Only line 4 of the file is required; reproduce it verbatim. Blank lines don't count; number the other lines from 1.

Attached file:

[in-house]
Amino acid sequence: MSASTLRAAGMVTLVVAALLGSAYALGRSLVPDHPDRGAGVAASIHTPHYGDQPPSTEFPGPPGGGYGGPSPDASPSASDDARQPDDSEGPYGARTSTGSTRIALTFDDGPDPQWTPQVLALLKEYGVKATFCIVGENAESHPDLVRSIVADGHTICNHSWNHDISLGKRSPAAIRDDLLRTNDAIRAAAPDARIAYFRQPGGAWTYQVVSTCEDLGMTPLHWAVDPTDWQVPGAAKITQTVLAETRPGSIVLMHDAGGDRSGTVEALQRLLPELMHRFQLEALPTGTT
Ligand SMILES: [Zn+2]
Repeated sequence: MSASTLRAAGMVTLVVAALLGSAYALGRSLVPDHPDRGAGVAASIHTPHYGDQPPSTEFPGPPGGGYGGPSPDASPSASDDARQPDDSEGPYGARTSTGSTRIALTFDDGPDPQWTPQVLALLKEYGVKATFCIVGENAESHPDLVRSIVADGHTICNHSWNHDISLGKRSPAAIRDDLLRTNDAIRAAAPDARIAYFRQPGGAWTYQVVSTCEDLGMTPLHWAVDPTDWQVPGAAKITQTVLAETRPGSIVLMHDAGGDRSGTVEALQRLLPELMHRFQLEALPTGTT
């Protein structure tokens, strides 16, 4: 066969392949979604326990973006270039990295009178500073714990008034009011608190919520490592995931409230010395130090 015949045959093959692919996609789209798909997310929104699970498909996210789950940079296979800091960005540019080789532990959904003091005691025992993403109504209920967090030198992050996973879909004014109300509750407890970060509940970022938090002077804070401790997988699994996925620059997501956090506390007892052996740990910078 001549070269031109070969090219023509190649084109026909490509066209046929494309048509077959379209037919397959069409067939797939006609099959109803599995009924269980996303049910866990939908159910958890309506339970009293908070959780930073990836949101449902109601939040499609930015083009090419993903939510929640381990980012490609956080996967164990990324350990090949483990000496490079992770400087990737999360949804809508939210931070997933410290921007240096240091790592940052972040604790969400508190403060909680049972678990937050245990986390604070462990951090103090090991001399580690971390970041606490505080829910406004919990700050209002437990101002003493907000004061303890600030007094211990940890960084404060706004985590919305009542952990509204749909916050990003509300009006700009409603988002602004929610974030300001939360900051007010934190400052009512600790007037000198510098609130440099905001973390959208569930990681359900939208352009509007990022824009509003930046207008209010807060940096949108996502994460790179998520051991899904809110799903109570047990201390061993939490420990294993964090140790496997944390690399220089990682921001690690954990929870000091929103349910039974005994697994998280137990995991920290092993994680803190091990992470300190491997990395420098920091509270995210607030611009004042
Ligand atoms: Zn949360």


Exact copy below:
Repeated sequence: MSASTLRAAGMVTLVVAALLGSAYALGRSLVPDHPDRGAGVAASIHTPHYGDQPPSTEFPGPPGGGYGGPSPDASPSASDDARQPDDSEGPYGARTSTGSTRIALTFDDGPDPQWTPQVLALLKEYGVKATFCIVGENAESHPDLVRSIVADGHTICNHSWNHDISLGKRSPAAIRDDLLRTNDAIRAAAPDARIAYFRQPGGAWTYQVVSTCEDLGMTPLHWAVDPTDWQVPGAAKITQTVLAETRPGSIVLMHDAGGDRSGTVEALQRLLPELMHRFQLEALPTGTT